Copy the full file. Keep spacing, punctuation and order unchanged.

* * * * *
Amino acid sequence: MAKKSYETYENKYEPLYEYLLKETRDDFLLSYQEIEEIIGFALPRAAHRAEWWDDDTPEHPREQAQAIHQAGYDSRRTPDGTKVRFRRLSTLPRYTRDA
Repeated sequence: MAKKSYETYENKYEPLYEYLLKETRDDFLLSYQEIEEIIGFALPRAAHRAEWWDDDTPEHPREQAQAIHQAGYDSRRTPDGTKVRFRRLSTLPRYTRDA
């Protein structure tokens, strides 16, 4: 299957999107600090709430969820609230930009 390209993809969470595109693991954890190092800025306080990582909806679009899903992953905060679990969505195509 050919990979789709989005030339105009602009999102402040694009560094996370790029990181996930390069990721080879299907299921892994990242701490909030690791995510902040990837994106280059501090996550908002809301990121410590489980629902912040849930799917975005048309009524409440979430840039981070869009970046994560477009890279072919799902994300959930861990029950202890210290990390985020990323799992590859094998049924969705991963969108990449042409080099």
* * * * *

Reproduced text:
Amino acid sequence: MAKKSYETYENKYEPLYEYLLKETRDDFLLSYQEIEEIIGFALPRAAHRAEWWDDDTPEHPREQAQAIHQAGYDSRRTPDGTKVRFRRLSTLPRYTRDA
Repeated sequence: MAKKSYETYENKYEPLYEYLLKETRDDFLLSYQEIEEIIGFALPRAAHRAEWWDDDTPEHPREQAQAIHQAGYDSRRTPDGTKVRFRRLSTLPRYTRDA
């Protein structure tokens, strides 16, 4: 299957999107600090709430969820609230930009 390209993809969470595109693991954890190092800025306080990582909806679009899903992953905060679990969505195509 050919990979789709989005030339105009602009999102402040694009560094996370790029990181996930390069990721080879299907299921892994990242701490909030690791995510902040990837994106280059501090996550908002809301990121410590489980629902912040849930799917975005048309009524409440979430840039981070869009970046994560477009890279072919799902994300959930861990029950202890210290990390985020990323799992590859094998049924969705991963969108990449042409080099």